Well, that can’t be good.
We’ve seen some tough times for the heroes in HeroAca, but nothing before to rival this. It’s almost unfair, really, what they’re up against. Indeed, one challenge Horikoshi-sensei has set for himself is making things seem so hopeless that making any hero comeback plausible is going to be difficult. As I said last week, if Gigantomachia isn’t even your biggest problem (practically if not literally) you’re up shit creek without a paddle.
Have the good guys brought this on themselves? Ultimately I think that’s one of the questions Boku no Hero Academia is asking, though I don’t think the answer it offers is clear cut. There’s an arrogance that’s a contributing factor to this crisis, no question. As with Stain (though less so), it’s undeniable that some of the grievances the villains – from Shigaraki to the Paranormal Liberation Front – raise are not groundless. It’s undeniable that hero-driven society has left a lot of people behind (a subject the fascinating and sadly overlooked spinoff manga Vigilante also explores). But I think this story also tells us that sometimes people are just evil and need to be dealt with – and that entails some hard but unavoidable choices at times.
Whatever lead us to this moment, we have children fighting the most powerful villains in the land because there’s no one else to do it. Momo’s leadership keeps her troops in line, and they team up to draft a plan – using a mix of their quirks they’ll trap Giganto in the mud, and use her Momo-produced tranks to bring him down. It’s not a bad tactic, and – as Compress observes – the presence of the other League members on his back is tying Gigantomachia down somewhat. He’s under orders to deliver all of them to Shigaraki, not just himself – which means he can’t take any action (like burrowing his way underground) that will leave the others dead or captured.
Still, those passengers are no slouches in the quirk department, and they have means to come to the big guy’s defense. That stops Kaminari dead (but alive) in his tracks, and throws up a big obstacle when Dabi sets the surrounding forest aflame. But after a bit of back and forth Mt. Lady manages to get the big galoot’s mouth open, giving Ashido – using her “Acid”quirk to shield herself from the flames in a viscous blanket – a perfect opportunity to get the drugs into the Goliath’s mouth. But an ill-timed attack of PTSD foils that, leaving it to Kaminari to finish the job. But even that, sadly, doesn’t finish the giant.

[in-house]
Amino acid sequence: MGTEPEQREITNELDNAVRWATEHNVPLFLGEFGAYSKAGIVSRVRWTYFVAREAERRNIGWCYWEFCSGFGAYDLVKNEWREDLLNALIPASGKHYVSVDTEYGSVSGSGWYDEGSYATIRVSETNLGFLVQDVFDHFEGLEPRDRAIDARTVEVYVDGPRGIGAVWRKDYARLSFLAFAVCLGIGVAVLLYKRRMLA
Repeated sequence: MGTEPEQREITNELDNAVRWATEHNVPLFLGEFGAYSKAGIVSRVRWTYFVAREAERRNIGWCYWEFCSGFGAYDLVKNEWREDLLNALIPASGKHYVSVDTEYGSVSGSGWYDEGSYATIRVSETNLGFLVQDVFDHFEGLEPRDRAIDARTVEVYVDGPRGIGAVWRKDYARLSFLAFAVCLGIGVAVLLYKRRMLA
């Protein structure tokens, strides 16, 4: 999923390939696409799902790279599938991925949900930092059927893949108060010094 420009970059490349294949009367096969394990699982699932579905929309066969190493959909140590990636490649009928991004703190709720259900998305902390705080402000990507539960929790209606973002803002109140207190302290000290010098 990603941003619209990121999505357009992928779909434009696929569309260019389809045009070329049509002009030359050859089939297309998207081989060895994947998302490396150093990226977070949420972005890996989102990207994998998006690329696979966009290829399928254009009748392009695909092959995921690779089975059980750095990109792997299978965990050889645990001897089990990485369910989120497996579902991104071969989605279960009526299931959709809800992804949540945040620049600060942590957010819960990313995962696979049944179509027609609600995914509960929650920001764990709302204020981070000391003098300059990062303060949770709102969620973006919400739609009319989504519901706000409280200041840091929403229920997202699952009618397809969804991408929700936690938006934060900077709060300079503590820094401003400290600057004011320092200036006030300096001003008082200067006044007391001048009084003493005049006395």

As bombastic as all that is, it’s only the appetizer for the main event. Shigaraki seems to be a good advertisement for the idea that hate – which he has in unlimited supply – can drive someone to superhuman feats of strength and endurance (though laboratory enhancement doesn’t hurt). Nothing Endeavor can throw at him is enough to bring him down, no matter how many hit points he loses. Given Gran Torino’s history with Shimura this is truly a fated collision, even if Shigaraki is probably unaware of that connection. As old as he is Gran Torino had to come into this conflict knowing it might be his last, and things aren’t looking good for him after that blow he took from Shigaraki.
That blow knocks the discretion clean out of Deku, and he flies into action heedless of Endeavor’s admonishments to stop. Deku throws everything he has at Shigaraki and it still isn’t enough, and when he realizes that his opponent has smuggled a deleter round into the battle, he unleashes something we’ve never seen from him – “One For All” 100%. Who knows what sort of damage that will do to his body, but at the moment that isn’t even the most pressing problem. Once that round strike Aizawa-sensei, Deku is in the worst possible place anyone could be.